semantics

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semantics

Luiz Henrique de Figueiredo
>some variation in semantics can be expected as due to
>differences in C compilers.

We make *every* effort that this is not the case!
Our implementation should compile umodified *and* run in the same way in
any platform that has an ANSI C compiler.

>Nevertheless, it would be nice if there were
>some document available, say as for Haskell or ML, which
>laid down some specifications, and it might be a help for
>those coming new to the language.

I think the reference manual does that, but of course it may be incomplete
in that it does not cover all possible cases. Just the other day we were
reading Harbison-Steel about C and they also have "holes"...

>1) In evaluating an expression of the form
>       <exp1>[<exp2>] in an environment <env>
>   which of the following, if any, may I assume?

One way to know the semantics is to see the output of luac -l on the code,
to see what bytecode is generated, and then read lopcodes.h to see what each
opcode does. The semantics of Lua is essentially the semantics of the VM.

For a[b], the result is:

     GETGLOBAL       0       ; a
     GETGLOBAL       1       ; b
     GETTABLE

which means your option (ii). Of course, <env'> is only different from <env>
in this case if there is a "getglobal" tag method in place for the current
value if "a" and this tag method changes the global environment. I think
a "getglobal" tag mehtod should not do this (but a "settable" one might).

More complicated code can change the global environment even without tag
methods. For instance f(a,b)[g(x,y)] generates

     GETGLOBAL       0       ; f
     GETGLOBAL       1       ; a
     GETGLOBAL       2       ; b
     CALL            0 1
     GETGLOBAL       3       ; g
     GETGLOBAL       4       ; x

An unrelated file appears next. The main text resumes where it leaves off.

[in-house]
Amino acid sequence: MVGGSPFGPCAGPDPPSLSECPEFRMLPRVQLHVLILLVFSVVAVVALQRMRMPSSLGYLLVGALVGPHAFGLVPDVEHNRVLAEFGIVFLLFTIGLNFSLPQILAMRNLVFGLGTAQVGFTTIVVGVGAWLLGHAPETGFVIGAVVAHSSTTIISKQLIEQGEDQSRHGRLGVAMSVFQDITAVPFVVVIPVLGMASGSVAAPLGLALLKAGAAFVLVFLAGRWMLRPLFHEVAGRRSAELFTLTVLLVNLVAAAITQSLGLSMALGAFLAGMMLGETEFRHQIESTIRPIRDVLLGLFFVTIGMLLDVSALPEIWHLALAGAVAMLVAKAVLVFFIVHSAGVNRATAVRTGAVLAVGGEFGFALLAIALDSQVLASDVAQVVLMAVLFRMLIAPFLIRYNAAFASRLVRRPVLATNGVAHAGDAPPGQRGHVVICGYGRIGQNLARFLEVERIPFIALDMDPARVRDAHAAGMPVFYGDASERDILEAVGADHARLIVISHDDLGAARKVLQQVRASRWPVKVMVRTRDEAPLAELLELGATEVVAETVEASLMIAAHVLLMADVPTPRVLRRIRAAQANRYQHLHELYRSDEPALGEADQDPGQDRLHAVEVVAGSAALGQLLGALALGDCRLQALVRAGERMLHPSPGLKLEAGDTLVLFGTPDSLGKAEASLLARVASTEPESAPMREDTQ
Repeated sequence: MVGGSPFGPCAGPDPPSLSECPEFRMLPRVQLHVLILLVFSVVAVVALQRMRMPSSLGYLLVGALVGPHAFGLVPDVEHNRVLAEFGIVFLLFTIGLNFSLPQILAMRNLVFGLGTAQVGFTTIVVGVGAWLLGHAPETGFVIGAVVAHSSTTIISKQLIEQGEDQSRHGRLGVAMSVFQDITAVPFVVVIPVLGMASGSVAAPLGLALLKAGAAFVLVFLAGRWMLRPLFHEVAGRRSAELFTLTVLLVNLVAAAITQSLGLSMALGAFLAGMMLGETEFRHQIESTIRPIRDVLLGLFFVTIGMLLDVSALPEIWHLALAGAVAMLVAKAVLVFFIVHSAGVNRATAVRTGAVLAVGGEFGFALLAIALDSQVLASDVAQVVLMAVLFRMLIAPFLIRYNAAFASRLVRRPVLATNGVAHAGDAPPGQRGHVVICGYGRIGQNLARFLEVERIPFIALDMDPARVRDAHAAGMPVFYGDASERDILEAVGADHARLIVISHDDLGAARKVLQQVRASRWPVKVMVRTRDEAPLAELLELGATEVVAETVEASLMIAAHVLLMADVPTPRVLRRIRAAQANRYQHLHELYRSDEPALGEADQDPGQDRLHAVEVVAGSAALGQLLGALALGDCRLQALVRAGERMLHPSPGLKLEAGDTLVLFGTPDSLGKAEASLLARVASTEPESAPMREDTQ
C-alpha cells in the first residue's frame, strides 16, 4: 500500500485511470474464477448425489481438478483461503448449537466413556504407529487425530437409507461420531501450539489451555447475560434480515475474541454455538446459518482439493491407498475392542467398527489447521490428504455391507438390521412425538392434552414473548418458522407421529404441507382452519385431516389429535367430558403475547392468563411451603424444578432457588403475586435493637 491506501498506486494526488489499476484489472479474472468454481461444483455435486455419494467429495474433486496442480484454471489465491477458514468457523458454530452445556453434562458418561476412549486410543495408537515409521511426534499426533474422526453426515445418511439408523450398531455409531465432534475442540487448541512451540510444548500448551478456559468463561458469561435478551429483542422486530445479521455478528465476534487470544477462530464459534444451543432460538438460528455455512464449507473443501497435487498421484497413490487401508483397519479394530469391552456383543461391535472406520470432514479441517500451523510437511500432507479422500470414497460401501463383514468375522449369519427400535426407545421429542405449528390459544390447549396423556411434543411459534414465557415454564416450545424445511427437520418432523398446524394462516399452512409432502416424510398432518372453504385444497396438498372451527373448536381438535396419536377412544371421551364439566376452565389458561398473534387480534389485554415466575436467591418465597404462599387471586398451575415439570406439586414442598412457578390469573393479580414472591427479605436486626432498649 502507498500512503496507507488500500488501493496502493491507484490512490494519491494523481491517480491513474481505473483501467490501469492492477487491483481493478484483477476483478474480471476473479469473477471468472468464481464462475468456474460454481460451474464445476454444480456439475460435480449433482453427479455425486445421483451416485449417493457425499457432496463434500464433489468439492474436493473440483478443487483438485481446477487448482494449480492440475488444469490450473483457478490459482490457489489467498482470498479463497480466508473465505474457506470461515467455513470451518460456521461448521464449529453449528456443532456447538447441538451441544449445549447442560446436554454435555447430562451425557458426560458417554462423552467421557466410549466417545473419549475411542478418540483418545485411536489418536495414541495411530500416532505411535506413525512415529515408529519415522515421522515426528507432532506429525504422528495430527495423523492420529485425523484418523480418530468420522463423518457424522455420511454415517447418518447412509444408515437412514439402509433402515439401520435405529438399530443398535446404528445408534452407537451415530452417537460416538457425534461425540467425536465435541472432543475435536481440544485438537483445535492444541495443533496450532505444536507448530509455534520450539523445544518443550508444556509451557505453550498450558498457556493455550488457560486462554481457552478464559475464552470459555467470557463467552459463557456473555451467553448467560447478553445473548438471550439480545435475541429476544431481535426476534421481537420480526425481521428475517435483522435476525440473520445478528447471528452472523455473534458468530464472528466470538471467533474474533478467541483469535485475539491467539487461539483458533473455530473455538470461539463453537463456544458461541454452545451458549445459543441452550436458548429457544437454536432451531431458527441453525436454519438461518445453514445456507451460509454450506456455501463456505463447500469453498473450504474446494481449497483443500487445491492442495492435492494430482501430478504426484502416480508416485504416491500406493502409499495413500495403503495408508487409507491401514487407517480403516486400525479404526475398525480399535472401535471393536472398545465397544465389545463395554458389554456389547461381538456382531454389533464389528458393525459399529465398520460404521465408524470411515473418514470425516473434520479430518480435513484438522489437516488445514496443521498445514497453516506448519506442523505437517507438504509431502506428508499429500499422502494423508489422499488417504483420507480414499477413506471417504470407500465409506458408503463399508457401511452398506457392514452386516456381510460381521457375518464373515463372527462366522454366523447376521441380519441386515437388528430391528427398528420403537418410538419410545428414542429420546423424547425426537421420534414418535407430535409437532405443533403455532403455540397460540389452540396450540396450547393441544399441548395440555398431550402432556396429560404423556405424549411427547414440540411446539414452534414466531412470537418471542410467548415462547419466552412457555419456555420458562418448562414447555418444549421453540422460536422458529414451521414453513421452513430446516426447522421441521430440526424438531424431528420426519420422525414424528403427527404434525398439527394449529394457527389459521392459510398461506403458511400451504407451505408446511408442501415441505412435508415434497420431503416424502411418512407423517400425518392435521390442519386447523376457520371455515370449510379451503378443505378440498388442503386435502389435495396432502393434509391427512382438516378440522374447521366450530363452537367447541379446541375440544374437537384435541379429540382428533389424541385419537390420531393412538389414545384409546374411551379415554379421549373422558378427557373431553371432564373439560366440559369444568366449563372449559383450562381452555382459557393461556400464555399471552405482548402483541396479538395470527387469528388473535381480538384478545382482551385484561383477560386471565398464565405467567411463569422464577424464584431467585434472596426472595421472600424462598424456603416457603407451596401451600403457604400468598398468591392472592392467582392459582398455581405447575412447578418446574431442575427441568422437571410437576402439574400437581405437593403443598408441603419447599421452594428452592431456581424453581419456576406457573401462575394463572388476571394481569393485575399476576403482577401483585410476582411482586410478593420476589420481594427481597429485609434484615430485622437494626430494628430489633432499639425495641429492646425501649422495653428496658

GETGLOBAL       5       ; y
     CALL            1 1
     GETTABLE

and so f might have a side effect that affects the value of g, x, and y.

In general, code in Lua is generated from left to right, as it is read from
the source. But you're right the manual does not say anything about order
of evaluation. In any case, you should not write code that depends on this,
although I agree that Lua's semantics may make it hard to do this, if you're
writing complicated code with lots of tag mathods.
--lhf

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Re: semantics

John Belmonte-2
lhf wrote:
> In general, code in Lua is generated from left to right, as it is read
from
> the source. But you're right the manual does not say anything about order
> of evaluation. In any case, you should not write code that depends on
this,
> although I agree that Lua's semantics may make it hard to do this, if
you're
> writing complicated code with lots of tag mathods.

Are you saying we shouldn't program with side effects?  That is ironic for a
language where variables default to the global scope.

I think any language that allows side effects should be very clear about
evaluation order.

-John



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Re: semantics

Luiz Henrique de Figueiredo
In reply to this post by Luiz Henrique de Figueiredo
>Are you saying we shouldn't program with side effects?  That is ironic for a
>language where variables default to the global scope.